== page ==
While previous leaders had failed to have the whole party carry out united front work, Xi Jinping is following through with his words. Concretely resolving the problem of a disunited united front system appears to be the overriding objective of all the reforms that emerged in 2015. Conceptual and organizational changes have been aimed at centralizing authority over united front work at every level of the party.
The most important developments came after the Central United Front Work Conference of May 2015. The conference’s increased status signaled the changes to come — the previous 20 united front conferences had only been national-level, i.e., lower-status events.
Shortly after the conference, the establishment of a Central United Front Work Leading Small Group was announced and the first-ever set of trial regulations on united front work was released. Creating the leading small group indicated that there would be greater high-level attention to united front work. It also functions as a platform to coordinate and raise the status of united front work across the bureaucracy, bringing together senior officials from numerous agencies for united front study and inspection tours across China. As one United Front Work Department publication explained in an article on the leading small group, “with everyone doing [united front work] together, there must be some division of labor.” The last time the party created a united front leading small group — in 1986 under the leadership of Xi Jinping’s father Xi Zhongxun — it faced a similar set of problems: expanding scope and responsibilities, and lack of central direction.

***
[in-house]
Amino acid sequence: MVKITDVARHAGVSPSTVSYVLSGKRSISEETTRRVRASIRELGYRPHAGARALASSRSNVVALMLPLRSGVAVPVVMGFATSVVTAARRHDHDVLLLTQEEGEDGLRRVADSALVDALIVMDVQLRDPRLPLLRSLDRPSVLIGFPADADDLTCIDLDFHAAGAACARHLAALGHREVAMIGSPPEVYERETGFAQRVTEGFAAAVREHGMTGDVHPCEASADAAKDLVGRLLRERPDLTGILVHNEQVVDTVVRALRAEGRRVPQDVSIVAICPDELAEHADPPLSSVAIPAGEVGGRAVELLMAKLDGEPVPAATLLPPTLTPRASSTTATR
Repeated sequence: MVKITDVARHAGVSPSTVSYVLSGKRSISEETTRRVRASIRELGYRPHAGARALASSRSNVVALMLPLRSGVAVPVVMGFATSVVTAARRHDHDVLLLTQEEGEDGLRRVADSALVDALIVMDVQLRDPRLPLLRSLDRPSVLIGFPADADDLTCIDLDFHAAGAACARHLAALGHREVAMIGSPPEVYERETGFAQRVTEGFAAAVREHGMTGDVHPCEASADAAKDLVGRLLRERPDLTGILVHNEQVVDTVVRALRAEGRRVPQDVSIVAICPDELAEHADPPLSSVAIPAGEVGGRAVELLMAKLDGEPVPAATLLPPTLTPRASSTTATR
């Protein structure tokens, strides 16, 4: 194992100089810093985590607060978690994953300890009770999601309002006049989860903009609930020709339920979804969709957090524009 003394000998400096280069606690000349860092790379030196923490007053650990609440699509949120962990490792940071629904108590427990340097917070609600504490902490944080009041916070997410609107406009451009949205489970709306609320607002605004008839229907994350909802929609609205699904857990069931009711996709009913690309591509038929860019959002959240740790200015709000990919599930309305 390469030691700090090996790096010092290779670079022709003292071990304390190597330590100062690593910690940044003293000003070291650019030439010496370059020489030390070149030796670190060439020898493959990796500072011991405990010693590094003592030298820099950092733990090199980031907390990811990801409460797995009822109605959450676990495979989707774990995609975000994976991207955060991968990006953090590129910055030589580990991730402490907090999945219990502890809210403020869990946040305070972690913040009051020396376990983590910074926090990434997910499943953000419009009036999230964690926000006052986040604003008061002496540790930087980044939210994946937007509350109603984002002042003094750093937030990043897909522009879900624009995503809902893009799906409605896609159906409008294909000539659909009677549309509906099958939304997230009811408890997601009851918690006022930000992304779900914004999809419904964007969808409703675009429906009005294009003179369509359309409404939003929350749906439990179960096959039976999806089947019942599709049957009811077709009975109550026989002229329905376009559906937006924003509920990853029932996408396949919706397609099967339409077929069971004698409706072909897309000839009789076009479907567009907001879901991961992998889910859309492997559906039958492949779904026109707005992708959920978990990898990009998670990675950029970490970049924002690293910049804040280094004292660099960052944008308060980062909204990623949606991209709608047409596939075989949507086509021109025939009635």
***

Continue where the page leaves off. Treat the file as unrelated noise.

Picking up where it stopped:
Through these developments, Xi has been implementing the Great United Front (大统战) concept. While it has been promoted since the 1990s, the Great United Front is described by one departmental theorist as “the most distinctive defining characteristic of the era of Xi Jinping’s thought on the united front.” It emphasizes a new structure for united front work that has greater coordination and strategic importance, and aims for united front work to be carried out across the bureaucracy under the coordination of the department and the leadership of the party.
Organizational Reform of the United Front Work Department
As the united front system has been reformed, so has its principal department. One of the most prominent developments came in March 2018 when work and policy on religious groups, ethnic minorities, and the Chinese diaspora was explicitly placed under the control of the United Front Work Department. At the same time, the department was formally given control of three State Council agencies responsible for work in those areas: The Overseas Chinese Affairs Office, the State Administration of Religious Affairs, and the State Ethnic Affairs Commission. This reorganization, which led to the creation of new bureaus targeting ethnic Chinese and religious groups, was documented by one of the authors in a May article.